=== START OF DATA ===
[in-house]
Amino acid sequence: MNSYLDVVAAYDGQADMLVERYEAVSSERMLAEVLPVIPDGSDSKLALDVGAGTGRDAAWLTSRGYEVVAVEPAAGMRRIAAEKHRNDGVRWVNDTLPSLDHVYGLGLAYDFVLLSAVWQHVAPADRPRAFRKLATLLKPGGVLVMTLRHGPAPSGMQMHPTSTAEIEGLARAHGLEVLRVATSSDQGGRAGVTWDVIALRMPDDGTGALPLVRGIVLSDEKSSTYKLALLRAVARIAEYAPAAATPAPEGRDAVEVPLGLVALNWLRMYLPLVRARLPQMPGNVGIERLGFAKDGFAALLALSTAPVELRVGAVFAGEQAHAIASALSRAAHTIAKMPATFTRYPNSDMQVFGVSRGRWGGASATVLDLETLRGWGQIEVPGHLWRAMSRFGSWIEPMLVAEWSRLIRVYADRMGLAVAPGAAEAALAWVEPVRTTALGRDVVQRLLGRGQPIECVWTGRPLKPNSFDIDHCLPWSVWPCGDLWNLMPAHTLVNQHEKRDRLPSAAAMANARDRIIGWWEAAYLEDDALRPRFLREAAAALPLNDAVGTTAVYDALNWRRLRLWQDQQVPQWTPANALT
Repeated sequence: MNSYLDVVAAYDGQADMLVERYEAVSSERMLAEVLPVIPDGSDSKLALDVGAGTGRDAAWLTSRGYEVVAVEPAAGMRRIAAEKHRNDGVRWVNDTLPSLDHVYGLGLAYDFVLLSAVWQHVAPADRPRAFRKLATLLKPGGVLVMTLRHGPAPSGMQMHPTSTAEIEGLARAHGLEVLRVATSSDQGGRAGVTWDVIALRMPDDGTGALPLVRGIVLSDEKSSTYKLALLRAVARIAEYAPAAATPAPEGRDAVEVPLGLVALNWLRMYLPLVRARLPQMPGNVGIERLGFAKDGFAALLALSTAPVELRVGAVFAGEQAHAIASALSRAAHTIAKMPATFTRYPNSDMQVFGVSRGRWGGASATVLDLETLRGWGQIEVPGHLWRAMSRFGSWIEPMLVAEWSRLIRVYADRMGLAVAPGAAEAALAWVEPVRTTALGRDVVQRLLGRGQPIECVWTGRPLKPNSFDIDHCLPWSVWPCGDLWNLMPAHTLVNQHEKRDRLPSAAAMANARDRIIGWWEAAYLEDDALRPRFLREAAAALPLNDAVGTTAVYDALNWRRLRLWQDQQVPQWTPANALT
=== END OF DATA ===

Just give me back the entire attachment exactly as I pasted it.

[in-house]
Amino acid sequence: MNSYLDVVAAYDGQADMLVERYEAVSSERMLAEVLPVIPDGSDSKLALDVGAGTGRDAAWLTSRGYEVVAVEPAAGMRRIAAEKHRNDGVRWVNDTLPSLDHVYGLGLAYDFVLLSAVWQHVAPADRPRAFRKLATLLKPGGVLVMTLRHGPAPSGMQMHPTSTAEIEGLARAHGLEVLRVATSSDQGGRAGVTWDVIALRMPDDGTGALPLVRGIVLSDEKSSTYKLALLRAVARIAEYAPAAATPAPEGRDAVEVPLGLVALNWLRMYLPLVRARLPQMPGNVGIERLGFAKDGFAALLALSTAPVELRVGAVFAGEQAHAIASALSRAAHTIAKMPATFTRYPNSDMQVFGVSRGRWGGASATVLDLETLRGWGQIEVPGHLWRAMSRFGSWIEPMLVAEWSRLIRVYADRMGLAVAPGAAEAALAWVEPVRTTALGRDVVQRLLGRGQPIECVWTGRPLKPNSFDIDHCLPWSVWPCGDLWNLMPAHTLVNQHEKRDRLPSAAAMANARDRIIGWWEAAYLEDDALRPRFLREAAAALPLNDAVGTTAVYDALNWRRLRLWQDQQVPQWTPANALT
Repeated sequence: MNSYLDVVAAYDGQADMLVERYEAVSSERMLAEVLPVIPDGSDSKLALDVGAGTGRDAAWLTSRGYEVVAVEPAAGMRRIAAEKHRNDGVRWVNDTLPSLDHVYGLGLAYDFVLLSAVWQHVAPADRPRAFRKLATLLKPGGVLVMTLRHGPAPSGMQMHPTSTAEIEGLARAHGLEVLRVATSSDQGGRAGVTWDVIALRMPDDGTGALPLVRGIVLSDEKSSTYKLALLRAVARIAEYAPAAATPAPEGRDAVEVPLGLVALNWLRMYLPLVRARLPQMPGNVGIERLGFAKDGFAALLALSTAPVELRVGAVFAGEQAHAIASALSRAAHTIAKMPATFTRYPNSDMQVFGVSRGRWGGASATVLDLETLRGWGQIEVPGHLWRAMSRFGSWIEPMLVAEWSRLIRVYADRMGLAVAPGAAEAALAWVEPVRTTALGRDVVQRLLGRGQPIECVWTGRPLKPNSFDIDHCLPWSVWPCGDLWNLMPAHTLVNQHEKRDRLPSAAAMANARDRIIGWWEAAYLEDDALRPRFLREAAAALPLNDAVGTTAVYDALNWRRLRLWQDQQVPQWTPANALT